GTRI for stringent measures to curb India's rising consumption of harmful processed foods

NewsDrum Desk
10 Nov 2023
New Update

New Delhi, Nov 10 (PTI) The government should take stringent policy measures such as increasing taxes on unhealthy food items and running robust public health campaigns to curb rising consumption of harmful processed foods in the country, think tank GTRI said on Friday.


The Global Trade Research Initiative (GTRI) also recommended setting up of legal limits on the amount of trans fats, sugar, and salt in processed foods; and enforcing strict food labelling laws that require clear, comprehensible nutritional information, helping consumers make informed choices about their food.

"In light of the Food and Agriculture Organization's State of Food and Agriculture (SOFA) report, GTRI recommends stringent policy measures, including taxation on unhealthy foods and robust public health campaigns, to curb India's rising consumption of harmful processed foods," it said.

The report, examining 154 countries, indicated that globally agri food systems contribute to hidden costs of at least USD 10 trillion annually.


For India, this translates into USD 450 billion each year, propelled by environmental damage from greenhouse emissions, land and water misuse, alongside health implications due to air pollution and diet-related diseases, it said.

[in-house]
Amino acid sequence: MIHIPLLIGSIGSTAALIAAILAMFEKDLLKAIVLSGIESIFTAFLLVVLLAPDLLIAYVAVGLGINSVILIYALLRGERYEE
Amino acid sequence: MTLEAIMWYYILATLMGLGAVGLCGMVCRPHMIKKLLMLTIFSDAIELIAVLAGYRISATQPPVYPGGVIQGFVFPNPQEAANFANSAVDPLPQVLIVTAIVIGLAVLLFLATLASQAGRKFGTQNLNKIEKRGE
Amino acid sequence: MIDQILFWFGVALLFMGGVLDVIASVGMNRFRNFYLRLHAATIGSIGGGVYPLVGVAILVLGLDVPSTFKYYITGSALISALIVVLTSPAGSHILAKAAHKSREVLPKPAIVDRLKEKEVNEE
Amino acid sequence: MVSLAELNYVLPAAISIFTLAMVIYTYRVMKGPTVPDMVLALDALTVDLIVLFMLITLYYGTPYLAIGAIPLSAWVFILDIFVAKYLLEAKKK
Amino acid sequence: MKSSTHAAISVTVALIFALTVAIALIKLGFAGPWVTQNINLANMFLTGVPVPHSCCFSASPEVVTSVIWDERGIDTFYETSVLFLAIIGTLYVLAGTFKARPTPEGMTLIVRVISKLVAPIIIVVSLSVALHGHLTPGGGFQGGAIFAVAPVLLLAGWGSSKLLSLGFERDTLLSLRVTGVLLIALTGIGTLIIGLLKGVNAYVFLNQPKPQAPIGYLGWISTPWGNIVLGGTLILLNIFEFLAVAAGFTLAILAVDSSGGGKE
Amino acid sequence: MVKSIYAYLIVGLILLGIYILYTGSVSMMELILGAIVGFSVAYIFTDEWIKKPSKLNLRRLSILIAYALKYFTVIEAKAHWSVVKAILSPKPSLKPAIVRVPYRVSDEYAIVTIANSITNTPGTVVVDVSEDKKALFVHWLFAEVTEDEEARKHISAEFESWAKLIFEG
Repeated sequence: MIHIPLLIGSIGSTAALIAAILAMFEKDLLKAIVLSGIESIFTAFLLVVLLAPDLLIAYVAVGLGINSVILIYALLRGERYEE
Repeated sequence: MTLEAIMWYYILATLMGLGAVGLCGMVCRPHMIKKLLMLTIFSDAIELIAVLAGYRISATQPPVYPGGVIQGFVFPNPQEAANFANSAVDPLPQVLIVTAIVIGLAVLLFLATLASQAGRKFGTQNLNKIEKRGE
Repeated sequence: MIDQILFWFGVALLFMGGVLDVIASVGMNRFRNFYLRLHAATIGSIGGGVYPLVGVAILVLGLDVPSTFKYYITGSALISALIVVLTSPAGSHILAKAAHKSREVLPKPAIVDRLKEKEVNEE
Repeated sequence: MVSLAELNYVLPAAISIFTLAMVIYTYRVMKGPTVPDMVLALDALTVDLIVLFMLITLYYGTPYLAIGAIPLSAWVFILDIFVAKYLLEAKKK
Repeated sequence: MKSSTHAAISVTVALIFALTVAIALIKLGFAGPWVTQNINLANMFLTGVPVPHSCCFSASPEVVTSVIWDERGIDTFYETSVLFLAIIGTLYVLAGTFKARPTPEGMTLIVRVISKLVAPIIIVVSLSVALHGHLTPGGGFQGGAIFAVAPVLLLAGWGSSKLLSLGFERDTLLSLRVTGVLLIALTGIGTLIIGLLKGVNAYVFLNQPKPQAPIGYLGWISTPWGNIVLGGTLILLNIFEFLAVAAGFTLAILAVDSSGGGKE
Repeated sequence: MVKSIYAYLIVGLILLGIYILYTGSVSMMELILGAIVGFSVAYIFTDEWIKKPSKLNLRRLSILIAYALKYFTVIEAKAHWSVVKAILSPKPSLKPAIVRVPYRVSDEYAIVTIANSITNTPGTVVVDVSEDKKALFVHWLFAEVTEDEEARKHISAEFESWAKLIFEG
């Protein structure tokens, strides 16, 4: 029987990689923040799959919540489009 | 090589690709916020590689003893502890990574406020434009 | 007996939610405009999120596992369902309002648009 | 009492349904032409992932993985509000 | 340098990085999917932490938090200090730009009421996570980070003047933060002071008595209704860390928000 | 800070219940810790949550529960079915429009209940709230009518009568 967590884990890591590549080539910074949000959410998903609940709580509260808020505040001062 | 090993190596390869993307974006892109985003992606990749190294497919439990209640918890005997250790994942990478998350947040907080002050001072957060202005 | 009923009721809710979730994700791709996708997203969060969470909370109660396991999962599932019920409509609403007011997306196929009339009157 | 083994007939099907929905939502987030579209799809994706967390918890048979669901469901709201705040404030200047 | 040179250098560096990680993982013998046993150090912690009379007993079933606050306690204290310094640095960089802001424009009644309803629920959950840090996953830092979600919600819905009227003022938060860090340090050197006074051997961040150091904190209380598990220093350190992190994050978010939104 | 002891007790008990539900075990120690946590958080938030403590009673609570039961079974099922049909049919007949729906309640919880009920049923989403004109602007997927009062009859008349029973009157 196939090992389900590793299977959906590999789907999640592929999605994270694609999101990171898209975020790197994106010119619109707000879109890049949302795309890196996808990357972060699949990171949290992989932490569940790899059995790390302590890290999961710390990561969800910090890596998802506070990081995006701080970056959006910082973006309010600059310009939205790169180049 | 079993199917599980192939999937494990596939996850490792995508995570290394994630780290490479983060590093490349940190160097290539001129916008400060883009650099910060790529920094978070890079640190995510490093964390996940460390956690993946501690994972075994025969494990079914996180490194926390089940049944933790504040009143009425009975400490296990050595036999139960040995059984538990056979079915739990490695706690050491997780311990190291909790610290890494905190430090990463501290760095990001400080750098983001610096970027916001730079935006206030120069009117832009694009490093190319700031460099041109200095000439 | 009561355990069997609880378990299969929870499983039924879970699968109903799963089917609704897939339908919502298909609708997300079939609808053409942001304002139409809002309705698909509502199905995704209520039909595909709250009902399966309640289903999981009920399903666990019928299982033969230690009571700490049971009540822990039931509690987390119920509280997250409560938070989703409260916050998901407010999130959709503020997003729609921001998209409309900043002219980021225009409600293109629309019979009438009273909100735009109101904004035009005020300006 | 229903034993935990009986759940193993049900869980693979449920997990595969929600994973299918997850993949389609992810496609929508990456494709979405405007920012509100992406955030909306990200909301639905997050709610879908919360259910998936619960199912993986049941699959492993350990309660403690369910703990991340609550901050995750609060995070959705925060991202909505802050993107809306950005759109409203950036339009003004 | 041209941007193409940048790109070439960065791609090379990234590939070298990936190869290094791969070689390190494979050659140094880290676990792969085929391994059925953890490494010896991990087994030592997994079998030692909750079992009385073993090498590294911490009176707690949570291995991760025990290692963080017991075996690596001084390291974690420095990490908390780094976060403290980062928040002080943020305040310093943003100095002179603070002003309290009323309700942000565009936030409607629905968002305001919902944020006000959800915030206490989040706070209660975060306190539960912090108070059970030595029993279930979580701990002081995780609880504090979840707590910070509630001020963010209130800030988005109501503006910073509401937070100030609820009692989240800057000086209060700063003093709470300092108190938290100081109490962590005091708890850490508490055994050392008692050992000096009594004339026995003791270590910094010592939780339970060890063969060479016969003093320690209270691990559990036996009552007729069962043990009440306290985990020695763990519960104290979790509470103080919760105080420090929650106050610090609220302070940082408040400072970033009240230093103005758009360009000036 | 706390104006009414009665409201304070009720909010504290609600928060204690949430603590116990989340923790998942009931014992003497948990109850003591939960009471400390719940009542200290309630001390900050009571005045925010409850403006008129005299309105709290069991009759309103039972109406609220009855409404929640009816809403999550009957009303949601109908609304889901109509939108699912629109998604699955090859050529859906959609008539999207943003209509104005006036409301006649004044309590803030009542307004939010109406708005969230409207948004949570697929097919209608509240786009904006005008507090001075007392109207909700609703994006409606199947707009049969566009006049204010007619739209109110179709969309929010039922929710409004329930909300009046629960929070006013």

It added that share of ultra-processed foods, fats, and sugars is increasing at alarming pace in India's USD 325-billion food processing sector.

"The country's battle with unhealthy diets, predominantly rich in ultra-processed foods, fats, and sugars, is a key contributor to these hidden costs," GTRI Co-Founder Ajay Srivastava said.


The report, he said, underscores that such dietary patterns lead to obesity and non-communicable diseases, which in turn incur substantial productivity losses.

With India's hidden costs due to unhealthy diets estimated at 7.2 per cent of GDP, the need for a dietary revolution is more urgent than ever.

It asked for "implementing higher taxes on ultra-processed foods, sugary drinks, and high-fat snacks to discourage consumption. This could be similar to the sugar tax imposed in some countries.


"Import duties may be raised to the highest allowed level to cut unhealthy imports," Srivastava said, adding there should be restrictions on the advertising of unhealthy foods, especially during children's television programming and on platforms predominantly used by younger audiences.

He added that the government faces a formidable challenge: to balance the scales of agri food systems by integrating environmental stewardship, health consciousness, and social equity into its policy framework.

"The FAO's findings serve as a wake-up call for India to safeguard its future against the tide of environmental degradation and the burgeoning health crisis linked to dietary choices," he said. PTI RR DR HVA